Growing Local

on the border of

the U.S. & CUBA

In the early 1990s, Cuba’s agricultural system and food supply were decimated by collapse of the Soviet Union compounded by the U.S. embargo. The then-USSR supplied the majority of Cuba’s food inputs (chemical fertilizers and pesticides, fuel for transportation, feed for farm animals, and almost 60% of Cuba’s food. Cubans refer to these years as the“Special Period”.Cuba also had to move from its historic Corporate Colonial Monoculture system to a diversified agricultural system in an effort to meet citizens’ dietary requirements.

Cuba was forced to adopt sustainable agricultural methods. Lack of chemical inputs demanded natural alternatives on a nationwide scale. Cuba is organic by default, they have embraced it and excelled evolving over 20 years to the Sustainable Agroecological model it is today. M.E. Ensminger, Agriservices Foundation founder, established AG-Tech Schools in Cuba in 1995 (Iowa State) said: “Cuba will be the first self-sufficient country of the 21st century”.

NEEM Founder, Environmental Executive Chef & Farmer: Jeff Ensminger has traveled extensively in Cuba. He attended PABEXPO, the historic U.S./Cuba Agricultural Exhibition as Bahama Organics CEO, NEEM director and North Carolina Department of Agriculture delegate in 2002. This event and 52 invited U.S. companies was the first time American corporations were allowed to Cuba since 1959. He dined with then President Fidel Castro, shared ideas on sustainable concepts and was honored as an engineer in sustainable agriculture. That extraordinary event led to the Cuba Program and U.S. delegations by NEEM on Agroecology and sustainable agriculture. He also led the last delegation to Cuba prior to the “Bush Era” end of People-to-People exchange in 2003. Participants in that delegation were inspired, returned and produced the famous documentary How Cuba Survived Peak Oil”. After 10 years People to People Exchange (a Specific license) was reinstated by President Obama. 2012 – 2014 brigades were under Natural Environmental Ecological Management’s People to People exchange license granted by Office of Foreign Asset Control Department of Treasury. Delegations have been led under General and specific license.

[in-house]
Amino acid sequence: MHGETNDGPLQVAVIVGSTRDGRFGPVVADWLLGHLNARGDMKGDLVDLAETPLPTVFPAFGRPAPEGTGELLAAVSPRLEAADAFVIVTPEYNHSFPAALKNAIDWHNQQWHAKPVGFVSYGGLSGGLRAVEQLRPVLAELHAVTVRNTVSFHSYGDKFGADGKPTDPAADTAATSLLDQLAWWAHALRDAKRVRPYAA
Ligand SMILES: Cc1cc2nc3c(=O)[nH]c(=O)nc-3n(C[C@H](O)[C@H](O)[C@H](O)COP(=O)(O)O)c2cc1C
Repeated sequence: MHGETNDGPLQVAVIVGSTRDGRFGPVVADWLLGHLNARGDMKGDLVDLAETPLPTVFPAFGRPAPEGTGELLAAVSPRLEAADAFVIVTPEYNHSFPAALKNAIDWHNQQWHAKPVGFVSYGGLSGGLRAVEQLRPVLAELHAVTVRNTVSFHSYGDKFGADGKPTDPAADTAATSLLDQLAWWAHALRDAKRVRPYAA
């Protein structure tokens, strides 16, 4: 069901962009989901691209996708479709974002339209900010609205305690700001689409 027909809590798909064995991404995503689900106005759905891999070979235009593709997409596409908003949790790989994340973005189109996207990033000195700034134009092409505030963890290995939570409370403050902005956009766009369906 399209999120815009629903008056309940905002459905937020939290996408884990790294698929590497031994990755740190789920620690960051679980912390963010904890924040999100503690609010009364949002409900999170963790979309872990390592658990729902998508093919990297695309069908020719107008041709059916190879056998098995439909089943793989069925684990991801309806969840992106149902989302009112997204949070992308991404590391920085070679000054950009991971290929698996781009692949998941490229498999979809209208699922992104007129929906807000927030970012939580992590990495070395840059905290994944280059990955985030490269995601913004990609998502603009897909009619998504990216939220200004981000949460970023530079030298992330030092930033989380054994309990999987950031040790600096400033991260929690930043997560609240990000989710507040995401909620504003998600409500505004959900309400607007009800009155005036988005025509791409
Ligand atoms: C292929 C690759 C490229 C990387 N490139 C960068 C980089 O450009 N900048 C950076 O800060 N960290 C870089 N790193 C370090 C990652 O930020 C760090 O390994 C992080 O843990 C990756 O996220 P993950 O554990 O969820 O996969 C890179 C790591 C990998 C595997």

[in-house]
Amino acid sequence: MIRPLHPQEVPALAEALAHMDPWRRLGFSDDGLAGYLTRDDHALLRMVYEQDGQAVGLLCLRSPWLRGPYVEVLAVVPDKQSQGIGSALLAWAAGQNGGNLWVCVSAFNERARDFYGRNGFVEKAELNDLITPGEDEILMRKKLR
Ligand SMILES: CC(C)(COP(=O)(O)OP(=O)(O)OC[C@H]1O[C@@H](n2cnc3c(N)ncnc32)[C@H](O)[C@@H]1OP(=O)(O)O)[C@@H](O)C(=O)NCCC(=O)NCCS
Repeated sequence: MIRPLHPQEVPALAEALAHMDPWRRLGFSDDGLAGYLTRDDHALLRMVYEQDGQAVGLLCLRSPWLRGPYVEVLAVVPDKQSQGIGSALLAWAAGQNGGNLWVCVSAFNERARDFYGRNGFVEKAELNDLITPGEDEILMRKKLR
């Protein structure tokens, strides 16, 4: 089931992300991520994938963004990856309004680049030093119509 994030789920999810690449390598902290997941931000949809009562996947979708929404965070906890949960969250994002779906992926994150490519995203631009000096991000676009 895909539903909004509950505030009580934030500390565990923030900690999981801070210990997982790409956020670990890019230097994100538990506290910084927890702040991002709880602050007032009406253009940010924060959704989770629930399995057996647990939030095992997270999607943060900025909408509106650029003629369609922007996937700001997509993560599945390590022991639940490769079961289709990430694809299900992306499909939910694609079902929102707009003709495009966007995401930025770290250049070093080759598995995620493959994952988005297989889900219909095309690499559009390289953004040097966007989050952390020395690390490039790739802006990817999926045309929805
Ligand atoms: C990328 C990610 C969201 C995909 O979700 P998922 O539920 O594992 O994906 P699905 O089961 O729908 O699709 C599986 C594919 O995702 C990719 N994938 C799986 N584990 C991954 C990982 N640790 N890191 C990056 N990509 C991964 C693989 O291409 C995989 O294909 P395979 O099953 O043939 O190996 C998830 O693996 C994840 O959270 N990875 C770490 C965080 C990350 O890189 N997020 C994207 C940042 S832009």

Ensminger is a long term member of the Latin America Working Group, Washington Office on Latin America, ECDET, OTA, CFSA, CAFE’ and LASA member; frequently in Washington on issues related to Agroecological approaches to AG Trade, Cuba, Environment, Agriculture, farm bill, Food Security, foreign policy and sustainable community development. Efforts seeking to effect positive change between our two countries through dialogue!

NEEM promotes the Cuban model of rural and urban Agroecology locally, nationally, and internationally with programs through universities, cities, and communities. NEEM replicates the Cuban model because it is a cooperative model that is environmentally sound, ecological, efficient, successful with sufficient infrastructure to support the concept. Cuba and NEEM’s methodologies developed through dialectic approach and information sharing in Washington, Cuba and North Carolina since 1996.

“The key to Cuba is agriculture; it always has been”.

NEEM is a not-for-profit activist corporation with methods of operation that have the purpose of affecting public/private sector policies that impact human health, the environment, community and sustainability through promotion and education of effective, naturally occurring biological alternatives.


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